Dianne Feinstein Discovers Its Not “Just” Metadata

Over the course of years of defending the NSA’s bulk metadata programs, Dianne Feinstein made a series of statements to suggest that massive collection of metadata — including aspiring to collect the phone records of every American — was no big deal because it didn’t include content.

June 6, 2013:

[T]his is just metadata. There is no content involved.

October 20, 2013:

The call-records program is not surveillance. It does not collect the content of any communication,

May 18, 2014:

It’s not a surveillance program, it’s a data-collection program.

But it appears Senator Feinstein no longer believes that the bulk collection of metadata is a minor issue. In response to yesterday’s unsealing of the indictment against 4 Russian hackers for targeting Yahoo, Feinstein had this to say:

Today’s charges against hackers and Russian spies for the theft of more than 500 million Yahoo user accounts is the latest evidence of a troubling trend: Russia’s sustained use of cyber warfare for both intelligence gathering and financial crimes. The indictment shows that Russia used these cyberattacks to target U.S. and Russian government officials, Russian journalists and employees of cybersecurity, financial services and commercial entities.

500 million user accounts didn’t get hacked. Upwards of 6,500 accounts got hacked for content, and the contacts of another 30 million were harvested for spam marketing. The 500 million number refers to the theft of a database of metadata. The indictment made clear that this was non-content data:

21. Beginning no later than 2014, the conspirators stole non-content information regarding more than 500 million Yahoo user accounts as a result of their malicious intrusion. The theft of user data was part of a larger intrusion into Yahoo’s computer network, which continued to and including at least September 2016. As part of this intrusion, malicious files and software tools were downloaded onto Yahoo’s computer network, and used to gain and maintain further unauthorized access to Yahoo’s network and to conceal the extent of such access.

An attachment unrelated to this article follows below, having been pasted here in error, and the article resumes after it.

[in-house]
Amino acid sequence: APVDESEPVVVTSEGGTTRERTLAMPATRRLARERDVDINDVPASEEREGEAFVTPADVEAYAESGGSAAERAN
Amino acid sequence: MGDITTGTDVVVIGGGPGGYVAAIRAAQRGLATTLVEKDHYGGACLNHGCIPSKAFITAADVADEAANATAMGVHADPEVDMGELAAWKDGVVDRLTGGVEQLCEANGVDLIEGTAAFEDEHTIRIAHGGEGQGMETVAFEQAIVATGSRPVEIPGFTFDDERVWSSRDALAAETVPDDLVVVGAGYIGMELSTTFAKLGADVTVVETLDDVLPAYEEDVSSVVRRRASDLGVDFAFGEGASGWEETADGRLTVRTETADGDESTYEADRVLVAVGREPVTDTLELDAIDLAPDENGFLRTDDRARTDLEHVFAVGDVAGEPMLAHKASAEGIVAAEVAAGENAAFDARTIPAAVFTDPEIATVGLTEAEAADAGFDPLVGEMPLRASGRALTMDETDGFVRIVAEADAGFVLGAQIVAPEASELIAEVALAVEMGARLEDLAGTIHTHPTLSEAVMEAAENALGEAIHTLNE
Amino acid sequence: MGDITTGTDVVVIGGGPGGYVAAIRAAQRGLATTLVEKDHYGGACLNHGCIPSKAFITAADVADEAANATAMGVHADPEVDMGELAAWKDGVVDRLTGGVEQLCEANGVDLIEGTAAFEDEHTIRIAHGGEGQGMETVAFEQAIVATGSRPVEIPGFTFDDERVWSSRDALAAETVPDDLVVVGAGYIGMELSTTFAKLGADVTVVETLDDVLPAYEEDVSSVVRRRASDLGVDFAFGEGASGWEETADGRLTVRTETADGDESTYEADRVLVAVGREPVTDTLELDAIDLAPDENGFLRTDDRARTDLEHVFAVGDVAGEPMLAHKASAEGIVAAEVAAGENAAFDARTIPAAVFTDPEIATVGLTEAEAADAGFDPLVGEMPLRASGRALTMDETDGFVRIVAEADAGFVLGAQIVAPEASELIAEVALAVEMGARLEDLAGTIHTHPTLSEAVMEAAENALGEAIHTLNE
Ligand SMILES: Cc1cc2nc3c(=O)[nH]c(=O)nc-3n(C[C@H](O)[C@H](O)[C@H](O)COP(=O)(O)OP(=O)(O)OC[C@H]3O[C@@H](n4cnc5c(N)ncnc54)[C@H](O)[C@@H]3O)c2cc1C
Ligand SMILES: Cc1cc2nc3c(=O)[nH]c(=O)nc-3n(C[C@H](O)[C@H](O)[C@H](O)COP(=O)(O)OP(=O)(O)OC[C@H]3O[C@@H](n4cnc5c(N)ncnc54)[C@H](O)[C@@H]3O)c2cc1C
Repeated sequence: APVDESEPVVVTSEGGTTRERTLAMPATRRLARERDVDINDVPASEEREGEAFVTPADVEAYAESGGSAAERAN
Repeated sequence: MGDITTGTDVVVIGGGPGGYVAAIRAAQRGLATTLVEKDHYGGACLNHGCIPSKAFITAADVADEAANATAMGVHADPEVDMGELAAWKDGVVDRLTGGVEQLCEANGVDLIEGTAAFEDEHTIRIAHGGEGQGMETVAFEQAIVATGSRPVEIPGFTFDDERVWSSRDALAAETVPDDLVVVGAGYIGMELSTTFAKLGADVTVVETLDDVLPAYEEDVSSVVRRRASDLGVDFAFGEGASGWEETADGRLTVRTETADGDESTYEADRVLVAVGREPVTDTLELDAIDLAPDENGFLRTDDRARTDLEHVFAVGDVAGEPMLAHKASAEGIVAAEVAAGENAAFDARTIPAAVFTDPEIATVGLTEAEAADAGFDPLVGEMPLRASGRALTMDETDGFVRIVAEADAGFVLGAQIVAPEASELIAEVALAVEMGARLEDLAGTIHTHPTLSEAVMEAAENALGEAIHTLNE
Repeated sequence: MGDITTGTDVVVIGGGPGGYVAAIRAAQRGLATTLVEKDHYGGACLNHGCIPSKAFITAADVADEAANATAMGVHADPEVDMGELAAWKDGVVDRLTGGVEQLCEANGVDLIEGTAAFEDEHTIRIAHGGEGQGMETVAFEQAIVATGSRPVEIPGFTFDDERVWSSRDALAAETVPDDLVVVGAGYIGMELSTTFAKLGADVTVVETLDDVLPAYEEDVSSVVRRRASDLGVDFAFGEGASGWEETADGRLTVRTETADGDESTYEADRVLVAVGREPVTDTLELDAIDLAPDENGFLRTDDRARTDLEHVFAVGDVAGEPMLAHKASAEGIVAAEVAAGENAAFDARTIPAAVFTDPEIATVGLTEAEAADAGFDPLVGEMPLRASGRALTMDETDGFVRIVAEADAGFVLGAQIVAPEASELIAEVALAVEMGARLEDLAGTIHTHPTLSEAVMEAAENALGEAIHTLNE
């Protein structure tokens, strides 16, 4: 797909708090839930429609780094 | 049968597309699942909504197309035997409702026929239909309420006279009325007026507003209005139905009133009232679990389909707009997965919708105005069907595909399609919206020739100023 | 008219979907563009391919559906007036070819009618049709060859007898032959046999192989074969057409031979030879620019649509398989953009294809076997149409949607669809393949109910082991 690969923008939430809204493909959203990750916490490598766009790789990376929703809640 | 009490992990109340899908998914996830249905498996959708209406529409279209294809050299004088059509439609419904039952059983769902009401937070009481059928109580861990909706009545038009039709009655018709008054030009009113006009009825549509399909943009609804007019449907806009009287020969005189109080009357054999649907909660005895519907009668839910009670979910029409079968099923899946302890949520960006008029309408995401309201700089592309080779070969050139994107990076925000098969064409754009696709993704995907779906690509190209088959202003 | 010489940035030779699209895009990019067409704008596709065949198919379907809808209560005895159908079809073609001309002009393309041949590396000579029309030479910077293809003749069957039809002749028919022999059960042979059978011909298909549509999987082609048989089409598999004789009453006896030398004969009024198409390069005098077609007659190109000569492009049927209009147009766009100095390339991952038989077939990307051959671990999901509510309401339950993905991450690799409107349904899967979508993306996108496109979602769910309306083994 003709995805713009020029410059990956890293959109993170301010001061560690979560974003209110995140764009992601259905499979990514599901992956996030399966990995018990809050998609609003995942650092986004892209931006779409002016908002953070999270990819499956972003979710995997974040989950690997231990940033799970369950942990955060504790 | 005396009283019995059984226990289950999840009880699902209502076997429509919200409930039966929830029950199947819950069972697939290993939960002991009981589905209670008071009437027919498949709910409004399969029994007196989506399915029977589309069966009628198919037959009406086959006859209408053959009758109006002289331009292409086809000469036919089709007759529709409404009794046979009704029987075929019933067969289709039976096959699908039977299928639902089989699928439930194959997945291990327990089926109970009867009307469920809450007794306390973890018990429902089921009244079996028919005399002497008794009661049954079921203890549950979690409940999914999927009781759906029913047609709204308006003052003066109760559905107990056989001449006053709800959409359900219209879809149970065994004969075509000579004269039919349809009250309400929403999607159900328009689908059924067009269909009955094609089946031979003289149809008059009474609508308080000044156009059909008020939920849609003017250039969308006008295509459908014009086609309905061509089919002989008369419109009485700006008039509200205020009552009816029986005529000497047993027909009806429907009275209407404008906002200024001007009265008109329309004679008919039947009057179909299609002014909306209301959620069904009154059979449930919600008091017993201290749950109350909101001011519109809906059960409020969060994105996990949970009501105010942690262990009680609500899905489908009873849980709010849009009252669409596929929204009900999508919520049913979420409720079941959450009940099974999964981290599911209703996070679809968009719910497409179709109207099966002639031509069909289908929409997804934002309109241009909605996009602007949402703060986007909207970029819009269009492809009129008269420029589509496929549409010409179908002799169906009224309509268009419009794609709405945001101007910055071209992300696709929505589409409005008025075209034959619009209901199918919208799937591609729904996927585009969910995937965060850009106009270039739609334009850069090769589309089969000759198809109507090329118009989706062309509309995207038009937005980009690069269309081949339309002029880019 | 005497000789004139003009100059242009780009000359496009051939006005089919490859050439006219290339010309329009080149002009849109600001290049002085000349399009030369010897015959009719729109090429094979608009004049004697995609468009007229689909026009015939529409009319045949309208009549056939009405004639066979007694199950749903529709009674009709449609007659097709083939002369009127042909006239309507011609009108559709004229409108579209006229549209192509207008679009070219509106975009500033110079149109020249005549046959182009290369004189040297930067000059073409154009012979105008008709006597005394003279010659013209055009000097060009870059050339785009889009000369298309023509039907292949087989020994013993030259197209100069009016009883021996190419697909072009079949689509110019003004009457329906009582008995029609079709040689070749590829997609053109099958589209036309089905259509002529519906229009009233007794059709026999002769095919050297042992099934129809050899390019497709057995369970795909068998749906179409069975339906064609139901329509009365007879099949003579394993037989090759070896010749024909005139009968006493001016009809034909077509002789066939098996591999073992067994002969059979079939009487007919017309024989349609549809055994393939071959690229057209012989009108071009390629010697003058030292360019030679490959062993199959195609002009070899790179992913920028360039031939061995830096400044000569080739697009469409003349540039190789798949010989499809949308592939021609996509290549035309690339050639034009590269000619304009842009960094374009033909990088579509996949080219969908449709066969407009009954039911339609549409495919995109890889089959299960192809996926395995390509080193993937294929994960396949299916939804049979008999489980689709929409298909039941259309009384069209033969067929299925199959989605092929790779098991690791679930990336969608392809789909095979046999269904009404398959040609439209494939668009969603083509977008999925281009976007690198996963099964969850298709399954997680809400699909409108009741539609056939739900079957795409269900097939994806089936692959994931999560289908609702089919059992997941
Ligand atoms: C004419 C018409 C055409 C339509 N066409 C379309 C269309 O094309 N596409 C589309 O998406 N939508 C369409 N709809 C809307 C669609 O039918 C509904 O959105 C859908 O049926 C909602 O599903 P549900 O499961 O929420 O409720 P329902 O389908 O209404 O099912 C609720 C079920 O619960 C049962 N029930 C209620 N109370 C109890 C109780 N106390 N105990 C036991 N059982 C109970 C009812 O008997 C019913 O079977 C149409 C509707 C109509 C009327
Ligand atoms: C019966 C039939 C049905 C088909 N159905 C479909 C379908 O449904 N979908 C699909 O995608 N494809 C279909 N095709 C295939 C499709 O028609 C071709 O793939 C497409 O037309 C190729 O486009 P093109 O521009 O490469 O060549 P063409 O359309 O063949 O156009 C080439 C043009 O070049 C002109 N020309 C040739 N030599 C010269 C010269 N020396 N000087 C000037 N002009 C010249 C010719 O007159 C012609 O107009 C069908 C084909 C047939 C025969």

22. The user data referenced in the preceding paragraph was held in Yahoo’s User Database (“UDB”). The UDB was, and contained, proprietary and confidential Yahoo technology and information, including, among other data, subscriber information, such as: account users’ names; recovery email accounts and phone numbers, which users provide to webmail providers, such as Yahoo, as alternative means of communication with the provider; password challenge questions and answers; and certain cryptographic security information associated with the account, i.e. the account’s “nonce”, further described below. Some of the information in the UDB was stored in an encrypted form.

Feinstein has long insisted that so long as content is not collected, it doesn’t amount to surveillance.

Now, I’ll grant you: the Yahoo database included far richer metadata than NSA got under the bulk phone and Internet metadata programs that Feinstein long championed. It includes names, alternate contacts, password hints, and that nonce (which is what the Russians used to break into email accounts themselves).

But we know that NSA’s phone and Internet dragnet programs correlated collected metadata with other information it had to develop this kind of profile of targeted users. We know it has the ability (and so therefore, presumably does) collect such data — as metadata — overseas. The definition of EO 12333 collected metadata that can be shared freely between intelligence agencies remains silent on whether it includes things like names. And even the modified phone dragnet program rolled out under USA Freedom Act correlates data — meaning it will pull from all known instances of the identifier — even before requesting data from providers.

So NSA is still collecting metadata — in quantities greater than what Russia stole from Yahoo — including metadata on US persons.

Perhaps given Feinstein’s newfound discovery of how compromising such information can be, she’ll be a little more attentive to NSA and FBI’s own use of bulk metadata?

13 replies
  1. earlofhuntingdon says:

    “It’s not a surveillance program, it’s a data-collection program.”

    That’s a relief. For a minute there, I thought the government was spying on its own citizens, keeping undisclosed amounts of information on undisclosed numbers of people, for an undisclosed period of time, for undisclosed purposes, and sharing it with undisclosed private contractors under undisclosed terms of use. Who ever said the Senate attracted greater talent than the House?

    Mr. Churchill might describe Ms. Feinstein’s parsing not as Clintonesque, but as a terminological inexactitude.

  2. earlofhuntingdon says:

    Should Ms. Feinstein’s staff wish to be proactive, they might contact Shoshana Zuboff at the Harvard Business School, or, in her home state, the staffs at the Berkeley Center for Law and Technology (its 6th annual privacy law forum is in San Jose on March 24th) or the Stanford Center for Internet and Society.